27. Introduction to current Energy Use Regional Distribution of Total Energy Use Regional Consumption Pattern 2006 Percentage 100 90 80 70 60 50 40 30 20 10 0 North America S. & Cent. America Europe & Eurasia Middle East Africa Asia Pacific Oil remains the leading energy source in all regions except Asia Pacific and Europe and Eurasia. Coal dominates in the Asia Pacific Region, while Natural Gas is the leading fuel in Europe and Eurasia. The Asia Pacific region accounted for two-thirds global energy consumption last year.

  28. Introduction to current Energy Use World Energy Use for Electricity Generation 64% combustion • 39% coal • 15% gas • 10% oil • 16% nuclear • 19% hydro-electric World Nuclear Association, 2008

  29. Introduction to current Energy Use World Energy Resource Trends Year 2000 Year 2020 405*1015 BTU 610*1015 BTU – 50% increase Source : EIA, U.S, DOE, 2007

  30. Energy Sustainability Discussion Primary Energy : All We Use Comes from the Sun. Energy sustainability requires use of resources at the same rate at which they are naturally replenished on earth without externalities.” Source : BMW Group, 2000

  31. Energy Sustainability Discussion Earth at night - 2007

  32. Energy Sustainability Discussion Earth at night 2030

  33. Electricity Consumption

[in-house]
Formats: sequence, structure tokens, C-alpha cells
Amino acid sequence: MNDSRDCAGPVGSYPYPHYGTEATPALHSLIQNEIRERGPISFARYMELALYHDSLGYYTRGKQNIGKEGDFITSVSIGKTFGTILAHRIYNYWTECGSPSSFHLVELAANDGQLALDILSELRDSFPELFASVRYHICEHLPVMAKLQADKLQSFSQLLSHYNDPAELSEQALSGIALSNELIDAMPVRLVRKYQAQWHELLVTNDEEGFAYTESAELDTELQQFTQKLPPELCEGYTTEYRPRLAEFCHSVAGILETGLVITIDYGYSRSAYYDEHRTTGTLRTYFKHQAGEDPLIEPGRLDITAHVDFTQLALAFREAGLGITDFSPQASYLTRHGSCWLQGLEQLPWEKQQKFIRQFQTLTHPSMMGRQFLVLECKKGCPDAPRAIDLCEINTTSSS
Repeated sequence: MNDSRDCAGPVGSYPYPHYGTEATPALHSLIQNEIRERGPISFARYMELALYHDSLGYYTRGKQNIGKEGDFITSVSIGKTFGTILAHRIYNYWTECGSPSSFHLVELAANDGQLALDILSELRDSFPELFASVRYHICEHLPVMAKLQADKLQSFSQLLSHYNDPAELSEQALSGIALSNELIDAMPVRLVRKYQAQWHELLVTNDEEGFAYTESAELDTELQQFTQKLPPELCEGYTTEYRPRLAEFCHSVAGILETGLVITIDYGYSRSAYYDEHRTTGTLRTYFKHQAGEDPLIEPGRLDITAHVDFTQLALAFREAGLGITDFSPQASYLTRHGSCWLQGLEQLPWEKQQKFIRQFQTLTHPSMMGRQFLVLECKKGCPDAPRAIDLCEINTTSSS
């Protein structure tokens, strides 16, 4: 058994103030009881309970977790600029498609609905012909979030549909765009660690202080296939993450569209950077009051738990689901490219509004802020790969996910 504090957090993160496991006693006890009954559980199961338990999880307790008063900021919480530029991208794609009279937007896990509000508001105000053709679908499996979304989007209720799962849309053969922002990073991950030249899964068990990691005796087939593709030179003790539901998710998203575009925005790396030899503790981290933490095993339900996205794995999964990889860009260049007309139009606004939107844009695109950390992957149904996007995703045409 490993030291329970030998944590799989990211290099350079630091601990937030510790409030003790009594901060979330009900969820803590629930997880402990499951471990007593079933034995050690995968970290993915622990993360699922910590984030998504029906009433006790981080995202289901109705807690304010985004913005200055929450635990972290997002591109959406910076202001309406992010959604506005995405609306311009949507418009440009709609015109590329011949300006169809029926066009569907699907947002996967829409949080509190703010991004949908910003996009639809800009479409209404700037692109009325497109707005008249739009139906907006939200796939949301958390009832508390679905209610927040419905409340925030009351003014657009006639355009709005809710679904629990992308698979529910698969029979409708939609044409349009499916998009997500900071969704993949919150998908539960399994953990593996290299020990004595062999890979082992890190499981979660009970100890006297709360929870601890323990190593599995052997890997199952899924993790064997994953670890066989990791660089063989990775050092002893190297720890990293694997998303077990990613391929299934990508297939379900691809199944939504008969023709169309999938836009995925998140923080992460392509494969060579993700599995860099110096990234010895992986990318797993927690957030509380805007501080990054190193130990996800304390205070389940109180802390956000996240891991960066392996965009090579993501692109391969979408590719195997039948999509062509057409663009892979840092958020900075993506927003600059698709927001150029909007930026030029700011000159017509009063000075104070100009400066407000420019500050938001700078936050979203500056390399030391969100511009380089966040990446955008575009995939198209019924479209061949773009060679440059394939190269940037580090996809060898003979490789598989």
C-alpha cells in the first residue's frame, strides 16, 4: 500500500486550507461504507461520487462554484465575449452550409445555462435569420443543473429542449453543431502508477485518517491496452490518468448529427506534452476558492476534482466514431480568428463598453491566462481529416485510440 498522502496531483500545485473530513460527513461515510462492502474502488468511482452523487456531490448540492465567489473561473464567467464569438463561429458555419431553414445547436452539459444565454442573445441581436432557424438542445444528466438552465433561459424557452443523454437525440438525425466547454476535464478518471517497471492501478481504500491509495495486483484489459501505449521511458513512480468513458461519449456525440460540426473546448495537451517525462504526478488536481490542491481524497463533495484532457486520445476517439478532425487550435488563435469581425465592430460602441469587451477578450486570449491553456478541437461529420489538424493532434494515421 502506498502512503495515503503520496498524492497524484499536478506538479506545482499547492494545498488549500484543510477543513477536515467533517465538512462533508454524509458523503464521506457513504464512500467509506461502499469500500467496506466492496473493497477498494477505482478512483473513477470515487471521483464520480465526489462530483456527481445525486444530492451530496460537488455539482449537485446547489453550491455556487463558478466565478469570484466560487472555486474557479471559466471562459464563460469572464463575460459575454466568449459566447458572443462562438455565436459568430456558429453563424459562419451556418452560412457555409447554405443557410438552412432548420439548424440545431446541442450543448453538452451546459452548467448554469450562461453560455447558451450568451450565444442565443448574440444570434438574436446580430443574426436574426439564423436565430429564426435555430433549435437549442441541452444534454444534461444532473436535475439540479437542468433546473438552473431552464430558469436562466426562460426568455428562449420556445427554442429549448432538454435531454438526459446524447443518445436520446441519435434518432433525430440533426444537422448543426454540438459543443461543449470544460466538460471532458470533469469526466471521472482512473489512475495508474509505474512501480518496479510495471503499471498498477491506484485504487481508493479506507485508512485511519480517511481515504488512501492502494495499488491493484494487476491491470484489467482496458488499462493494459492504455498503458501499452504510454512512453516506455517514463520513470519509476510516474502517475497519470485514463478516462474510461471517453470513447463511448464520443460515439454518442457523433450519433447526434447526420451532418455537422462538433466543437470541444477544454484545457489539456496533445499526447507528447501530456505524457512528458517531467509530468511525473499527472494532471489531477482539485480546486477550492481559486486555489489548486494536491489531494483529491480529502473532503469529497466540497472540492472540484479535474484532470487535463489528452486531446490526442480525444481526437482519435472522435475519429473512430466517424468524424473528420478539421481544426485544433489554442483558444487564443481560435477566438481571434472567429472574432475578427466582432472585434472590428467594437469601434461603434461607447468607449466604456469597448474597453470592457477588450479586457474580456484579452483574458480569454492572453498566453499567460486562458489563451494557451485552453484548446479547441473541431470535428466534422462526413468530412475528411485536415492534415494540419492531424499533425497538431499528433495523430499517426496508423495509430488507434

34. Introduction to Current Energy Use World-Wide Total Energy Sources 86.5% combustion • 21.1% Natural Gas • 32.6% oil • 22.2% coal • 10.6% traditional biomass • 5.7% nuclear • 5.5% hydro-electric • 2.3% renewables (other than traditional biomass) Boyle, Renewable Energy, Oxford University Press (2004)

  35. Energy Sustainability Discussion 2.5 A small number, BUT, at this IEA forecast average annual growth rate (2.5%) world electricity demand will double by 2030 75 IEA forecasts world carbon dioxide emissions due to power generation to increase over 75% from 2002 to 2030 (from 9417 metric tons to 16771 metric tons) 1.5 billion 2006 world population equals 6.7 billion. The UN forecasts population will grow to 8.2 Billion by 2030. That’s another 1.5 billion people who will need electricity…equivalent to adding 5 new USA’s to the globe.